Editorial: Summit of Supplications

If you had to rate Paul’s longings for believers as expressed in his prayer life, which request would head the list? It is likely those prayers uttered and recorded during his imprisonment under house arrest (Acts 28) to which we would turn.

Certainly, being filled with all the fulness of God (Eph 3:19) would vie for first place. And then there is his request that the eyes of our understanding would be opened that we might appreciate all we have in Christ (Eph 1:18). In Philippians 1 he prayed that our lives might be “filled with the fruits of righteousness … unto the glory and praise of God,” a very lofty goal for our lives, to be sure.

I may well be accused of bias when I offer as my choice his desire as expressed in Colossians when he prayed that we might be filled “with the knowledge of His will in all wisdom and spiritual understanding” (1:9). That will is nothing less than that Christ might have the preeminence in every sphere – universal, personal, and eternal. An appreciation for the will of God inevitably leads to what we have in chapter 3:11 – “Christ is all and in all.”

Christ is everything. The epistle to the Colossians was written for this very reason. He is our wisdom, our wealth, and the object of our worship. We are beyond substitutes, supplements, shadows, and speculation. We need no emanations from deity, enlightenment from philosophy, or education from lawgivers. The horizon of the Christian life is flooded with the glory and wonder of the person of Christ; our eyes see nothing beyond Him.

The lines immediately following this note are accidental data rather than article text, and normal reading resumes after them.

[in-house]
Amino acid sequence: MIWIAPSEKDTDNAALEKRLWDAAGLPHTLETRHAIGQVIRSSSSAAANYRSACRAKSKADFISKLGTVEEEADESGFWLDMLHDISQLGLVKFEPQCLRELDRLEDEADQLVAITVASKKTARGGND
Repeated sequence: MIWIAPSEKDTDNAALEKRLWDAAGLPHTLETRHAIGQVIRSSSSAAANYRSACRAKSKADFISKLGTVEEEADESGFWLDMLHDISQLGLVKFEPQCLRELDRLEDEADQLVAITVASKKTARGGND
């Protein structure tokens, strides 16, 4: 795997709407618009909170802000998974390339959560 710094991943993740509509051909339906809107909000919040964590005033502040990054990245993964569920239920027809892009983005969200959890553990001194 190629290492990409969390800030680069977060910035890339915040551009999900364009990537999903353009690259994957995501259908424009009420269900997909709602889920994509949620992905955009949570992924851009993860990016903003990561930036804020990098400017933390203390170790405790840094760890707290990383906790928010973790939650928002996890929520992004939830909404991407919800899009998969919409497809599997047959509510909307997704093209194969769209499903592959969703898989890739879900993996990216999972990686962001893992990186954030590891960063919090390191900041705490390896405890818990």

This worship-inducing sight has very practical and down-to-earth implications. If He is all, then it is also God’s intention for Him to be “in all.” What follows this epistle-governing statement is a catalogue of relationships in which His Lordship is all-controlling. Paul begins with assembly life (3:12-17) and reminds us how the Word of the Lord (v16) and the name of the Lord (v17) should regulate the relationship among believers.

From the fellowship, he moves to the family, and reminds both husbands and wives that a Christian marriage contains a dimension absent from marriage among unbelievers. The pattern of Christ’s love controls a husband; the principle of Lordship controls a wife’s behavior.

Parents and children are included in this all-encompassing principle of Christ being “all and in all.” And, lest any should think that we can pigeonhole our secular employment, he moves to the factory and farm (3:22-4:1) to show how Lordship principles influence both employee and employer.

Perhaps it is not exegetically or spiritually fair to rank one of Paul’s requests above another. Each is in keeping with the theme of the particular epistle in which it is found. What must be acknowledged, however, is that Paul’s aspirations for our lives are far higher and wider in their scope than we normally rise to in our aspirations or prayer life. “Christ is all and in all” should be the norm, not the exception, for every Christian life.